Culture | The familial jungle

Dance has a difficult reputation to escape; it’s often thought of as a technically challenging, formally beautiful art form that hasn’t changed much since the Ballets Russes caused a riot at the premiere of the Rite of Spring.

However, as with all art forms, dance changes constantly. And for more than two decades, Meg Stuart’s experimental choreography has pushed its limits as a mode of expression – exploring the way bodies move; actively engaging with issues of sexuality, community, and relationships; and transgressing boundaries of conventionality and propriety.

“Do Animals Cry?”, the latest work from Stuart’s Belgium-based troupe Damaged Goods, opens at Usine C in Montreal next Wednesday, offering the city a vision of the family through dance. The show comes to Canada after touring European cities for several months, playing to enthusiastic reviews in Berlin to Brussels.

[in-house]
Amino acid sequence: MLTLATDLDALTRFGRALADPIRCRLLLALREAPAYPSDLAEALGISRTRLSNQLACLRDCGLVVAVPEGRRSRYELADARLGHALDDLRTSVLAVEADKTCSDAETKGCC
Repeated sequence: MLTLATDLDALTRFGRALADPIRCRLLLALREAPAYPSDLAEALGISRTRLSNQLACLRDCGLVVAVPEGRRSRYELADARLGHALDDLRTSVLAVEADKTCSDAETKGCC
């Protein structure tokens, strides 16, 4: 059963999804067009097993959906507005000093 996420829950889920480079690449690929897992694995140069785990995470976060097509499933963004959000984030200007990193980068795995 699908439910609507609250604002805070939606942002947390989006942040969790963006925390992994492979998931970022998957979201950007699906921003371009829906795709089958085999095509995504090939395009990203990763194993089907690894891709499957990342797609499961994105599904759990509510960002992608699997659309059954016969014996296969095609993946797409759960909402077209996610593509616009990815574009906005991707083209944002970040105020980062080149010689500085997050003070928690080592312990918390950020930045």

Dressed in pyjamas, the cast of dancers performs on a stage dominated by a large, beaver dam-like structure of rough hewn sticks. As always, Stuart examines subject matter not usually addressed through dance. In “Do Animals Cry?”, she explores in a highly suggestive, visceral way, the unspoken rules of family. She describes the piece in a press release as “a frantic reunion where loved ones reminisce for the last time before falling to pieces.”

Much of Stuart’s work has moved in the outer orbits of respectability –  the last time she performed in Montreal, it involved her vomiting on stage. “Do Animals Cry?” will no doubt present disquieting images (of humans acting and being treated like animals, for example), but it will also offer a poignant reflection on what it means to belong to a family.

Do Animals Cry is playing at Usine C (1345 Lalonde) from February 24-27. Visit usine-c.com for more information.

—Emilio Comay del Junco


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